Here you are networking your butt off, going from event to event and conversation to conversation. And now I tell you that, of all the people you’ve talked with, none of them wants to help you find a job.
If you’re frustrated with your networking efforts, it could be you don’t fundamentally understand that sacred truth of the job search.
When I work with job seekers one major goal is to put the networking conversation in context. Here are a couple of key points to keep in mind.
1. No One Wants to Help You Find a Job
If you lunge at people with the air of desperately seeking a job, it’s a major turn off.
First of all, it’s Too Much Pressure. If you open a conversation with “Hey I’m looking for a job can you give me 20 minutes of your time,” it’s Too Much Pressure. Wait did I already say that? That’s because it’s worth repeating.
People will share their information, insight, expertise, and wisdom. But asking others to take responsibility for you getting a job (which is what lunging amounts to) is inappropriate.
People don’t want the pressure or responsibility of getting you employed. Unless you’re paying them for it. And that’s not what networking is about.
Your take-away: Don’t lunge at people, or lead with comments that you’re looking for a job, need a job, are desperate for a job, or “will take a job, any job, do you know of anything.” Remember, no one wants to help you find a job.
If you are networking like this, and it’s not working, hopefully you now understand why.
2. People Will Share Information, if You Give Them a Good Reason
When you do good research for your job hunt, you can have more effective, more specific, non-lunging conversations about your job search.
Hanging out on line is one way to do research. The other way is by having networking conversations with people. In the process you will Build Relationships.
This is what networking is about. You have already done this in myriad life situations. Now you are doing it in support of your career.
When you are clear on the information you’d like to gather for your research, you’ll be able to have better, non-lunging oriented conversations. And people will feel more invited to have a professional conversation with you.
Such a conversation would begin like this:
Hi Mike, as you know I recently graduated from Marist and I’m planning my career launch. I’m targeting three key areas: marketing communications, corporate social responsibility program management, and philanthropy. I’d like to work in a multi-national organization in the Chicago area.
I notice that your last position was in marketing communications in the pharma industry. Would you be willing to spend 20 minutes helping me get clear on my path? I’d like to ask you about:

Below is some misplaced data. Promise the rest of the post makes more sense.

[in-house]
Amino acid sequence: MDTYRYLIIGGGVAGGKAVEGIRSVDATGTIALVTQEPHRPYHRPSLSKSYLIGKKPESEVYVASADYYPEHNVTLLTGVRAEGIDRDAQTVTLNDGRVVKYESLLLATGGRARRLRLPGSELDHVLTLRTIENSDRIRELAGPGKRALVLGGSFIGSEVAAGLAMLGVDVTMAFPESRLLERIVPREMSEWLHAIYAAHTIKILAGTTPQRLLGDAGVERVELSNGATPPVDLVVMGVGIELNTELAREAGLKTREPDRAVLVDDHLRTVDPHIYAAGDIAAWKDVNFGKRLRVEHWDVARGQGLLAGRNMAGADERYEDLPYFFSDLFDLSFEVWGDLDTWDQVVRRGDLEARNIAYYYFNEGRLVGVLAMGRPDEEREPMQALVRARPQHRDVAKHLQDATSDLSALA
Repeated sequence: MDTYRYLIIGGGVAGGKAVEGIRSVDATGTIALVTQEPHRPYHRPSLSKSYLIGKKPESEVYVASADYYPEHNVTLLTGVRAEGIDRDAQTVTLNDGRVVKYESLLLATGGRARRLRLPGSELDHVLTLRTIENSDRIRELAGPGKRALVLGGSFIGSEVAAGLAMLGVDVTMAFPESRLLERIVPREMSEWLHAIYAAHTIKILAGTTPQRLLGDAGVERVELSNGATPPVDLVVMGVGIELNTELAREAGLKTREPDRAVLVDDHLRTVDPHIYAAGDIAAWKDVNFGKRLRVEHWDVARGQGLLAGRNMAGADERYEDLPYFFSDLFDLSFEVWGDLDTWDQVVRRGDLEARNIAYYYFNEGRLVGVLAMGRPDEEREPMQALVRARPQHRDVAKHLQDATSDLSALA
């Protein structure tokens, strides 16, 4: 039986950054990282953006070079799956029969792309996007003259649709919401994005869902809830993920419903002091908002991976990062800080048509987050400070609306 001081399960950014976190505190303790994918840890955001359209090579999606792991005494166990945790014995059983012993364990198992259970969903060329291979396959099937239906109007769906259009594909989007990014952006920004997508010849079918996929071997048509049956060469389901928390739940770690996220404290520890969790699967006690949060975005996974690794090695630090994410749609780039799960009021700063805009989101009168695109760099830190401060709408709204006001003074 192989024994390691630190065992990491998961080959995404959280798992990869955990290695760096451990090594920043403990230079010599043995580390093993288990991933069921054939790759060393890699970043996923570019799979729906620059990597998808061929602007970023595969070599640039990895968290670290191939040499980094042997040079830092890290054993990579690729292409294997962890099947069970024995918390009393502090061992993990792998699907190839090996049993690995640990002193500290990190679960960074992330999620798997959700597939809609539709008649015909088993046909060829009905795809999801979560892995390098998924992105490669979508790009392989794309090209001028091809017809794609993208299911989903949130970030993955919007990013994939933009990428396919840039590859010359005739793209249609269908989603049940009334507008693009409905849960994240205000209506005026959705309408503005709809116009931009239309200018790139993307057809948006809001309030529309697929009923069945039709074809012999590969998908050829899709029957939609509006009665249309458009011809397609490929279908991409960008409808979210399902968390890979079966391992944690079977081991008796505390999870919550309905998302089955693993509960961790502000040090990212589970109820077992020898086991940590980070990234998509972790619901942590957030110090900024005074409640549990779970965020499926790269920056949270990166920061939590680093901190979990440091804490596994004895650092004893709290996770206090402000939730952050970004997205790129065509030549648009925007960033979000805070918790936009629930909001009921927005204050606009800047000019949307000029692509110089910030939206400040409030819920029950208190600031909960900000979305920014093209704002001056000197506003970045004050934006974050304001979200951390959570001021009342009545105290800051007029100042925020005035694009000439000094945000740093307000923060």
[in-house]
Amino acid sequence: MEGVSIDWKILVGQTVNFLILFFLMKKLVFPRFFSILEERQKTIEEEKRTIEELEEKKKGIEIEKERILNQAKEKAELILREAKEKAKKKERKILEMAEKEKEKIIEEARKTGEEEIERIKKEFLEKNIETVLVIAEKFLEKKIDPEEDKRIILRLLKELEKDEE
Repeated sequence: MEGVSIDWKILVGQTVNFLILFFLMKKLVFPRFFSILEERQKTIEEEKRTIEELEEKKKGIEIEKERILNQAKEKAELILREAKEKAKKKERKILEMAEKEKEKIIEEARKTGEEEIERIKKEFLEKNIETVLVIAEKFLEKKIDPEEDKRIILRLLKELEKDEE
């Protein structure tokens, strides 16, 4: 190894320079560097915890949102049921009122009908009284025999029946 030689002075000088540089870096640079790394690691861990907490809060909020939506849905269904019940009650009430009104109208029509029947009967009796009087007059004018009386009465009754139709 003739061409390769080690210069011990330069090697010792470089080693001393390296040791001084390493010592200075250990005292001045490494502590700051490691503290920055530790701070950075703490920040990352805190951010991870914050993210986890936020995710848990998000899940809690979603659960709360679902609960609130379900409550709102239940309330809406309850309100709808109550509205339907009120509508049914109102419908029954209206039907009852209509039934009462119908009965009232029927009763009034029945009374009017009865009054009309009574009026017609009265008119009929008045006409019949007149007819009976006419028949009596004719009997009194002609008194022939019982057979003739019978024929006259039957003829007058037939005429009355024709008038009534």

- The “real” type of work you do in marketing communications
- The pros and cons of working in the pharma industry, and if I should include pharma in my target industry list
- Your insight on making good career decisions
Can you see how that’s a very different conversation than:
Hi Mike, I just graduated and I’m looking for a job basically doing anything. You know how bad the job market is right now for grads, right? Can you meet me for coffee and see if there’s anyone you know who might want to hire me?
If you are having conversations like the latter, or anything close to it, hopefully now you understand why it’s not working.
3. Good Manners Get You Miles
When you have well-constructed conversations, come prepared, and impress your content expert with your thoroughness, you are building a sterling reputation.When you follow up with a professional thank you note, and an offer to help them in any way you can, you build it further.
Recently, John Muscarello (@JMMuscarello) wrote an impeccable blog on the value of good manners in networking conversations. It’s a good read and worth your time. When you demonstrate those manners, you’ll invite others to work with you because they know you’ll make THEM look good!
Will that expert be willing to introduce you to others? Probably. Because when he or she connects you to their network, they are putting their own reputation on the line. A well prepared and executed conversation, and good manners, make them more comfortable with taking that risk.
All of which is much better – and more effective – than lunging at someone with the air of a desperate job seeker. Put a little more effort, intention, and work into your networking conversations. See what happens.
For this post, YouTern thanks our friends at Degrees of Transition!
About the Author: Lea McLeod helps recent grads and mid-careerists navigate the job search. And once you have a job, she’ll coach you to the brilliant performance of which you are capable! Her “Developing Patterns of Success” Workshop has been deployed to help thousands of college hires worldwide do just that. Follow her on Twitter and her blog: DegreesofTransition.com.